The Council’s predicament is clear, and self-made. It has come about by opting for minimum compliance with the MALPI process, a process which was clearly intended to get good outcomes for communities.
    The risk to the Community outweighs the risk to Council manifold. It’s the future liveability of the Redlands we all love.
    The only decent and acceptable approach now is to write off the money, pull the pin, and start again in five years’ time.

  2. Why is there so much pressure to decide tomorrow, 28th Feb about the draft city plan? Why has it been brought forward by 1 month? Councillors need time to digest the enormous implications of this flawed plan, that will shape our City’s future. Please Councillors, remember the 6000 submissions made about this plan. This process must not be rushed through to serve the agendas of a particular industry, that already has too much influence in our future.
    Please allow the proper time to consider all the implications of your decision. Do not allow yourselves to be pushed to decide tomorrow.

  3. It’s just on ten days since I placed a comment on this article and I have been keeping up with the replies from other residents. Given the concerns about the draft City Plan, is there any indication of where it is going?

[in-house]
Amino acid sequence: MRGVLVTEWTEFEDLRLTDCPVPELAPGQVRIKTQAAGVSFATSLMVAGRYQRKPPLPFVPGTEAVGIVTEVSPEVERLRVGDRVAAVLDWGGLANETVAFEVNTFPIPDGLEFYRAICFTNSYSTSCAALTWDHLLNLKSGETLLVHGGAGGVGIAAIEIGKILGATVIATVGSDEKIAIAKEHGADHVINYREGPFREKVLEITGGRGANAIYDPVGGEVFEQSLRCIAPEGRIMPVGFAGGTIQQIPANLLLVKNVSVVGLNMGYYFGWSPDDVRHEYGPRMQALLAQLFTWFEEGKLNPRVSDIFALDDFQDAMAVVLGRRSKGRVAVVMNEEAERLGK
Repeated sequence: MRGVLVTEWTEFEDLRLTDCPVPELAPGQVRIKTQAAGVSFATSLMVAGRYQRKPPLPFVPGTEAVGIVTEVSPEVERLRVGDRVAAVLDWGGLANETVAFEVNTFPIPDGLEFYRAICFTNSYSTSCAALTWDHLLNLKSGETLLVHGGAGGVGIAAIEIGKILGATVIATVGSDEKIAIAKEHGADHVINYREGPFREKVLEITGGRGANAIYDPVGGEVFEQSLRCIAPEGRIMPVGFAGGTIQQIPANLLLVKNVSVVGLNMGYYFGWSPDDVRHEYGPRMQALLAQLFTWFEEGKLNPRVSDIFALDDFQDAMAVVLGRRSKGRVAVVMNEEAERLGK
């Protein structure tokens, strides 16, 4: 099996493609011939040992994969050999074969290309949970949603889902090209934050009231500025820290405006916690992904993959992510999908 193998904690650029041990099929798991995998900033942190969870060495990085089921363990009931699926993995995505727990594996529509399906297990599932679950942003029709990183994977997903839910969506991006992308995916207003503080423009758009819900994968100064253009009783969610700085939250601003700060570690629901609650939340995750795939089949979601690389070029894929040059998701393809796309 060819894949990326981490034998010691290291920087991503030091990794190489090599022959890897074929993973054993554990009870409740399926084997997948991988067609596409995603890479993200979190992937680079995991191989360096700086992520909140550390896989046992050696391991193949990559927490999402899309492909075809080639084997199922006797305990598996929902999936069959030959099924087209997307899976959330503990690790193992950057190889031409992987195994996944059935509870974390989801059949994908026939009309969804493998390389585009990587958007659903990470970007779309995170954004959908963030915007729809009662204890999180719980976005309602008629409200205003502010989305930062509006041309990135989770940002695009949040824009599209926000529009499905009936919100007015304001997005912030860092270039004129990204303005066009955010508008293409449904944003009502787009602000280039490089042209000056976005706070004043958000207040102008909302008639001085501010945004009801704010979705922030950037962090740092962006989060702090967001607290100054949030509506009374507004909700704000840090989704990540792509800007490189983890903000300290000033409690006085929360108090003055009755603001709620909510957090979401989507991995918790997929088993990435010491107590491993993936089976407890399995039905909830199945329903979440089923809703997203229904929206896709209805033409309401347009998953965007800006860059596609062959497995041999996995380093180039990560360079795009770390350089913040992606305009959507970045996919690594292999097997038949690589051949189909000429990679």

Surely councillors are not being kept busy trying to be planners to turn the so-called-Draft into a proper City Plan? It might be a nice gesture but surely they could opt for the old Plan and throw out the new Plan?

  4. This article is a brilliant analysis of the hollowness of the Draft City Plan 2015 and the authors should be congratulated and thanked for putting in such a comprehensive effort on behalf of Redlands citizens.
    As the authors point out: why is Council even contemplating proceeding with reviewing the Draft Plan when the assumptions underpinning it are so hopelessly inadequate, wrong and/or just too dated? Even just a cursory glance at the sections headed “Flawed assumptions” and “Out of date information” should stop councillors in their tracks. For example, it is beyond comprehension that there is inadequate consideration of the full implications of the massive proposed Toondah Harbour, Weinam Creek and Shoreline developments which threaten to dramatically impact amenity in the Redlands. Not to mention signing the death warrant for the koala population.
    All councillors should be given a copy of this article to help guide their discussions which should be held in open forums and not in the proposed non-public workshops. These matters are just too important for Redlands residents to be kept in the dark about.
    In light of the submissions received and the reasoning put forward in this article Council must move to:
    • withdraw the current Draft Plan,
    • retain the current Redlands Planning Scheme for another four years, and
    • draw up a new Draft Plan consistent with the new State planning legislation, the new South East Queensland Regional Plan and the aspirations of the Redlands community.